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Criminal Justice

DA Gascón Asks Credit Card Companies To Reject Ghost Gun Sales

A police offer holds a gun in front of a cop car.
A Los Angeles Police Department officer holds recovered guns at a "Gun Buy Back" event on December 5, 2020, aimed at reducing gun violence.
(Frederic J. Brown
AFP via Getty Images)
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L.A. County District Attorney George Gascón is calling on credit card companies to block online payments for homemade "ghost guns."

Ghost guns are entirely untraceable. There are no serial numbers, and they can be purchased from illegal online marketplaces with zero regulations. The use of these guns are on the rise in L.A., according to police.

The progressive district attorney says current efforts to crack down on the use of ghost guns have been ineffective, but "if we go after the business model through the credit card processors like American Express, Visa and MasterCard, we can basically put almost a complete stop to the trade online."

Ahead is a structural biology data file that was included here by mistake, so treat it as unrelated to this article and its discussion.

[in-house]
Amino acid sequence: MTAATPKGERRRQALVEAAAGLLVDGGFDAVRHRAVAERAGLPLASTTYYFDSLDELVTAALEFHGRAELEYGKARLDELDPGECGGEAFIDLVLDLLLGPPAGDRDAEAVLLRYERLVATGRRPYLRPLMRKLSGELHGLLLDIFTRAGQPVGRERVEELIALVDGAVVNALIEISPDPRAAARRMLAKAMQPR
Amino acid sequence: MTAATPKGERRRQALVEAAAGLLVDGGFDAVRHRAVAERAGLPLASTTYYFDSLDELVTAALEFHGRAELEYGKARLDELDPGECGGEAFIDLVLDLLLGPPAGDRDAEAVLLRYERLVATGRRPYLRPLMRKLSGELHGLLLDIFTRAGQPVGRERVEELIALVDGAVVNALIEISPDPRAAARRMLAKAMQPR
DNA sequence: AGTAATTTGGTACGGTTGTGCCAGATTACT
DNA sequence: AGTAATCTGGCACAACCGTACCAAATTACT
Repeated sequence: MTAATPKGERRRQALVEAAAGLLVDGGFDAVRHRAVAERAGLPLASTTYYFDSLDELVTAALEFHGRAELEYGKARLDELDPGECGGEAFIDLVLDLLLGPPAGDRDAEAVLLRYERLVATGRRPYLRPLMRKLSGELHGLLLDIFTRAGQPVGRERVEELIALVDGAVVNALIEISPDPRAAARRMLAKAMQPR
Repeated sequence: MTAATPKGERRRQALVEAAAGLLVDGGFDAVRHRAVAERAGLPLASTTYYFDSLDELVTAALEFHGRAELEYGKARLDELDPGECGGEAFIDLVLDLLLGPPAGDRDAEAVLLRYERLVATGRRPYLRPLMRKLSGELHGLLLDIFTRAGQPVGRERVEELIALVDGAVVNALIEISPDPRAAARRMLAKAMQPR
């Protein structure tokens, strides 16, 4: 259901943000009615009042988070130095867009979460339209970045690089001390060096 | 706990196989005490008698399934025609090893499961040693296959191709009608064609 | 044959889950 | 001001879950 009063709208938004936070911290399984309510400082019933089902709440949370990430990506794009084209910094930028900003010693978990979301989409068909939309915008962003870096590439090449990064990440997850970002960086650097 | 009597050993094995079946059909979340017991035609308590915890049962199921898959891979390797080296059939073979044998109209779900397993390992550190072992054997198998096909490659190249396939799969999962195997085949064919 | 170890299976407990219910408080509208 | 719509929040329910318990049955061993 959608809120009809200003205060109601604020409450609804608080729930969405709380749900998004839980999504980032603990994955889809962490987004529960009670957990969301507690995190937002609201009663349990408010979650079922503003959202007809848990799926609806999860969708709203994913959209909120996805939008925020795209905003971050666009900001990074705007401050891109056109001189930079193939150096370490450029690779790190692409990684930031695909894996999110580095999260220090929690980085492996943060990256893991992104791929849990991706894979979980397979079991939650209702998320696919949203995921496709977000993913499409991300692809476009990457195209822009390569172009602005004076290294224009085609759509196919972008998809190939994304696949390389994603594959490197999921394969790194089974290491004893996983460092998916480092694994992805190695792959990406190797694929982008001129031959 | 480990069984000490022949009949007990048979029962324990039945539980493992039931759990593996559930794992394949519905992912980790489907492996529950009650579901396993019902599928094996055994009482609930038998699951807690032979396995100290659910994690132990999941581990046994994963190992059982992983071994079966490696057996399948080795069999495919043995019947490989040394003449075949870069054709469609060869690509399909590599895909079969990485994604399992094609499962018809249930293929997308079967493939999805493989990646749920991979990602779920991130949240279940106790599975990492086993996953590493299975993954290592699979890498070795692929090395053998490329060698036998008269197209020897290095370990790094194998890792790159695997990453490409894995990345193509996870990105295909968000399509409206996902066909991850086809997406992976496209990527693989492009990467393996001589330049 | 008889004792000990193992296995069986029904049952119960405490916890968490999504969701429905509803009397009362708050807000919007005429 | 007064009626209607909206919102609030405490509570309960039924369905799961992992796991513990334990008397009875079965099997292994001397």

Gascón says there's precedent for this proposed cutoff; credit companies were quick to sever ties with Backpage over sex trafficking allegations.

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L.A. saw a 400% increase in ghost gun seizures between 2020 and 2021, according to Gascón. He says LAPD confiscated about 1800 untraceable firearms within the first ten months of last year.

"So you may have a minor, you might have someone with mental health prohibitions and they can purchase these things," he said. "They're very inexpensive and easy to put together."

And according to Gascón, that contributed to a recent rise in homicides in L.A. County. He adds that ghost guns contributed to 24 homicides between January and October 2021.

Gascón links the untraceable weapons to the rise in violence. Still, he doesn't think stopping the sale of ghost guns will stop all violence in L.A. County.

"Dealing with violence in our community is going to be a multi-prong approach," he said.

And going after the guns would have "a substantial impact on the safety of our community."

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